Q. I know you can’t answer this but who or what is Charles — Mr. D?! What can you tell us about how you created him? (He needs the Graveminder out in the real world but seems to ‘love’ them and want them to stay? Can’t tell. Can’t tell if he’s loved them all. Very intriguing.)
A:  Mr. D, Charles, is one of the most fun characters to write.  He’s directly a result of my stories’ love:  The song “Dancing with Mr. D” sparked his creation … which meant he was born with a bit of Mick Jagger’s delicious arrogance and charisma.  From there, he ended up with some of Milton’s Satan, The Doors’ Jim Morrison … So I guess he’s an embodiment of the sort of being that covers the allure of something dark, mysterious, and a bit frightening — sort of death itself.  As a note, I think he became both the Gothic Villain and the (later Gothic evolution) Byronic hero.

Q. Is there anyway for Rebekkah or Byron to see their loved ones who have died? (In another “kingdom?”) Or by cutting some sort of deal?
A:  When they die, they can — just like the rest of us (I hope).  While they are alive they can’t interact with their own dead.  It’s another of the limitations I thought necessary to the sort of contract Charles would draft.  If they can interact with their predecessors, it’s too “easy” for them … and Charles isn’t likely to agree to that.

Q. Is the town of Claysville based on anything from your childhood etc? Graveyards?
A:  Claysville is definitely influenced by my childhood home.  My own grandmother lived in a traditional two-story farmhouse, and my father and brother currently tend to the upkeep of the Parrish graveyard.  Growing up I developed a fondness for graveyards — some of my best dates in high school and college have been walking among graves.  My college had a vast graveyard on campus (attached to the monastery) and I used to walk there to clear my mind.  As an adult, I’ve kept that love of the quiet space they provide, and I visit them often as I travel.  I’m in no hurry to die, but I’m not afraid of it either. For health reasons in my 20’s it was something I spent some time thinking about, and then I married a Marine, which lead to other reasons for pondering it.  Hopefully, it’ll be a grand adventure when the time comes.

Q. OK — what’s next?
A:  I’m currently writing a sequel to GM.  That should be out in early 2013.  The series has gone into development, with Ken Olin for (hopefully!) a TV series.  One never knows if such things will make it the whole way through the process, but if passion is any clue, we’re in good hands.  Ken is truly amazing. He got the book, the world, and the characters instantly.  In the meantime, there’s a Graveminder short story (about Alicia) in THE NAKED CITY  (July 2011) anthology, and in 2012, I have a collection of my Wicked Lovely short stories (FAERY TALES & NIGHTMARES, Feb 2012) and the first in my new YA series, CARNIVAL OF SOULS (Fall 2012).

Book pick: ‘Graveminder’ opens up a gritty new world of the dead June 5, 2011

Posted by Diana McCabe in Reviews/summaries.
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Someone has to watch over the dead in Claysville. Feed them. Console them. Make sure they stay put.

And for decades, Rebekkah Barrow’s grandmother, Maylene, did just that. Maylene went to  every funeral in town and performed the same ritual that Rebekkah witnessed over and over. She would take three sips from a silver flask and say “Sleep well, and stay where I put you.”

But Rebekkah, an outsider who only lived in Claysville for a short time and  visited her grandmother as a young adult, never knew why. And now that her grandmother is dead — murdered — the duty to mind the dead falls to her in Melissa Marr’s latest book, GRAVEMINDER, a gritty, urban fantasy that makes you wonder if people really do have a choice about who they love and why.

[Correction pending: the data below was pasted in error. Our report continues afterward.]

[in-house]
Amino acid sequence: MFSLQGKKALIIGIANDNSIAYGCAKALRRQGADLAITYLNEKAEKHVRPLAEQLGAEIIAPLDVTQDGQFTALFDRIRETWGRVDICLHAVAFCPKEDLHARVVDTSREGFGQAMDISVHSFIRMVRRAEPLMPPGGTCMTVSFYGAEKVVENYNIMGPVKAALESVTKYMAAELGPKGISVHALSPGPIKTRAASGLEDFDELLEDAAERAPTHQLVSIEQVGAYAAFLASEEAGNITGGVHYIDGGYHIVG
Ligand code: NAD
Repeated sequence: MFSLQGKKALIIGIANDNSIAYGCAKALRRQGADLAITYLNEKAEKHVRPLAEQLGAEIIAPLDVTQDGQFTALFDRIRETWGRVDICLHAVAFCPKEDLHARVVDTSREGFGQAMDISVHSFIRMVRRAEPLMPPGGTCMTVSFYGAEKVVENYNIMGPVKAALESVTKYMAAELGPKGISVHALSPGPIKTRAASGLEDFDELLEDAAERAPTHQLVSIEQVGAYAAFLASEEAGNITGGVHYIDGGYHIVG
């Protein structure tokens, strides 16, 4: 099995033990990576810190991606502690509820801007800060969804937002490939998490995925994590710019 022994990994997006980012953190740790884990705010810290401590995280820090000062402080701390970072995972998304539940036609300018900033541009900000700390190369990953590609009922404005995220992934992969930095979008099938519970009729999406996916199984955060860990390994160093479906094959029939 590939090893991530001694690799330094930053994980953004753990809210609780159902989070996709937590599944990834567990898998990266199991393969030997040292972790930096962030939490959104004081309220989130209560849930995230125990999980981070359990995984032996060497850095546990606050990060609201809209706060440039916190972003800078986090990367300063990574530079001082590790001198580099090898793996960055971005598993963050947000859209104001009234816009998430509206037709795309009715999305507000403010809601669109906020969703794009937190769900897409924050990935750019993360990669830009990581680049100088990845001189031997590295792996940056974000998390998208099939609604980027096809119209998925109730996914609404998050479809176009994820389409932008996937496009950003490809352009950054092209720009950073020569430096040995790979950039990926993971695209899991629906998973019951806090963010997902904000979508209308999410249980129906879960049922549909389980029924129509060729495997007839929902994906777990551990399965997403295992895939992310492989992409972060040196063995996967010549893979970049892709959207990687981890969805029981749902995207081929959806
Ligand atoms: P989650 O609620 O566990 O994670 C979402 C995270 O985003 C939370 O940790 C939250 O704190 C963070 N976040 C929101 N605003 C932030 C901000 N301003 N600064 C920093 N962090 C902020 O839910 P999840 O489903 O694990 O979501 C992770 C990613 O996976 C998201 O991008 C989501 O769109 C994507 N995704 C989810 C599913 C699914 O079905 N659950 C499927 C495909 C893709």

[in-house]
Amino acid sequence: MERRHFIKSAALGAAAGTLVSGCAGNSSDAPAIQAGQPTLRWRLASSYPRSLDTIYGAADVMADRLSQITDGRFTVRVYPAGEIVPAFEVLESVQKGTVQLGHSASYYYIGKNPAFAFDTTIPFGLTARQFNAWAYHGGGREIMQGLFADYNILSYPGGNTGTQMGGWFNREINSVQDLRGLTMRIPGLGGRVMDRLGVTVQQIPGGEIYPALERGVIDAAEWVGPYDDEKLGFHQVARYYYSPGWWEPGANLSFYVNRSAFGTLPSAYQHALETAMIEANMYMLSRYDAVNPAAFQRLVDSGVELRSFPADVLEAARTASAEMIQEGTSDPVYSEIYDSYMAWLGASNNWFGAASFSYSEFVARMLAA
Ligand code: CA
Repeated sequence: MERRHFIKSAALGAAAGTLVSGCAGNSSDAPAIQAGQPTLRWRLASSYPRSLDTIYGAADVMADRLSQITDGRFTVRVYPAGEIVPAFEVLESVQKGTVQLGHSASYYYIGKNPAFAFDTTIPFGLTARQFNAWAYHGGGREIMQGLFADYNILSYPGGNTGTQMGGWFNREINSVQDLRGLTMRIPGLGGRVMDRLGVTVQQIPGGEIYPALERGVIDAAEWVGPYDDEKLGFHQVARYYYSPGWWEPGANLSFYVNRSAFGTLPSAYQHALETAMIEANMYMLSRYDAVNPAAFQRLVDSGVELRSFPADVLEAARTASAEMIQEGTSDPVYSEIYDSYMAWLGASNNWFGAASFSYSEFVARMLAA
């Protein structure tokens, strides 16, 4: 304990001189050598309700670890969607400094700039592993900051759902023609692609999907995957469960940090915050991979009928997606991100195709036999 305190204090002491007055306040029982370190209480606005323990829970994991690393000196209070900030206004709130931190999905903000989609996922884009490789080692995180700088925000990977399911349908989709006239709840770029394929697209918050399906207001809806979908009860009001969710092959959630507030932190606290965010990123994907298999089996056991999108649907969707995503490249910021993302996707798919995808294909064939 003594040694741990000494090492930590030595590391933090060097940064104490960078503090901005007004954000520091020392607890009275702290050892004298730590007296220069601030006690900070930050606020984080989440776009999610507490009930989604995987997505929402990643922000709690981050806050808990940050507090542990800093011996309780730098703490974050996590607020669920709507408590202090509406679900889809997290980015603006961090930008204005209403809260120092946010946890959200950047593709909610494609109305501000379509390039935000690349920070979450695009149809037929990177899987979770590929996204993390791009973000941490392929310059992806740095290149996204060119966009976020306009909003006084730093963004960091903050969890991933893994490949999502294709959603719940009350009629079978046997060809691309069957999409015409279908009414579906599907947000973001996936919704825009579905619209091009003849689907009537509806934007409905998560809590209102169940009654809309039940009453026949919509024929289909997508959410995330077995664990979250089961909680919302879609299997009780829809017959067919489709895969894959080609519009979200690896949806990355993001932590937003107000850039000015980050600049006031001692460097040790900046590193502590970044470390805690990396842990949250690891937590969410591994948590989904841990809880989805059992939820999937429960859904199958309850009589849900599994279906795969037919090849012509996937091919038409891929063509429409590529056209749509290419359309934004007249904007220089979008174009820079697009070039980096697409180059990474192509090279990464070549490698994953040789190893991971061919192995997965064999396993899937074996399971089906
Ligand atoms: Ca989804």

Rebekkah Barrow is torn with indecision and guilt over her destined role in Claysville, a town where the native born never leave, but live quiet and happy lives until they turn at least 80 and then they are subject to the same health issues as anyone else. But the price for that so-called peace has been a pact with the underworld that dictates that a Graveminder — a Barrow woman — and the town’s Undertaker — a Montgomery man — work together to make sure the dead of Claysville are buried properly. And if they aren’t — to lead them to the other side, a place ruled by the mysterious Charles — also called Mr. D. If the dead aren’t properly minded, they will walk among the living and kill.

Helping Rebekkah is the Undertaker — Byron Montgomery, an old love who Rebekkah has run away from because — among other things — he used to date her sister. Neither Rebekkah nor Bryon learn of their roles in Claysville until the very last minute.  They must sift through old journals and records and visit the land of Dr. D to find clues to mind the dead.

They also learn that the Graveminder and Undertaker are historically tied and drawn to each other. He must protect her, and she depends on him to guide her from the land of the dead — which she finds immensely attractive. Is it the destiny of the Graveminder and Undertaker the reason Rebekkah and Bryon have always been attracted to each other? Or is it true love? Or does it even matter? With no time to figure out their feelings for each other, Rebekkah and Byron must work together to figure out who killed Maylene and to deal with the dead — who are now suddenly so restless.

This is an urban fantasy, who-done-it mystery with a dash of romance. The story is laced with folklore, and at first — because I was reading so quickly — I didn’t understand how the role of Graveminder or Undertaker is passed along, so read the first chapters carefully. The most interesting  parts of the story occur when Marr takes us into the world of Dr. D. How he and the rest of the dead are connected to the world of the living is fascinating, and she hasn’t revealed all that much in this first book — but there’s enough to make you wonder what she’ll do in the next installment.

Fans of Marr’s WICKED LOVELY series about humans and the fae understand that this author is great at building dark and mysterious worlds where each of her characters must make choices — no matter what their destiny. And she holds true to form in GRAVEMINDER.

Visit Melissa Marr’s website for excerpts from the novel and also some nifty Graveminders/Undertakers history (click the link to download the chart below in PDF format or you can download it from Melissa’s site.)

Image from Melissa Marr's website

Movie trailer for Twilight’s ‘Breaking Dawn’ June 5, 2011

Posted by Diana McCabe in News.
Tags: , , , ,

Sorry for break in posts. Been swamped with the day job but have lots of nifty stuff coming. For starters, here’s a surprise. For TWILIGHT fans, the trailer for BREAKING DAWN (Part 1) is now out on the web. Not sure if Summit will shut it down on YouTube or not but here’s what we’re seeing. (Film comes out Nov. 18.)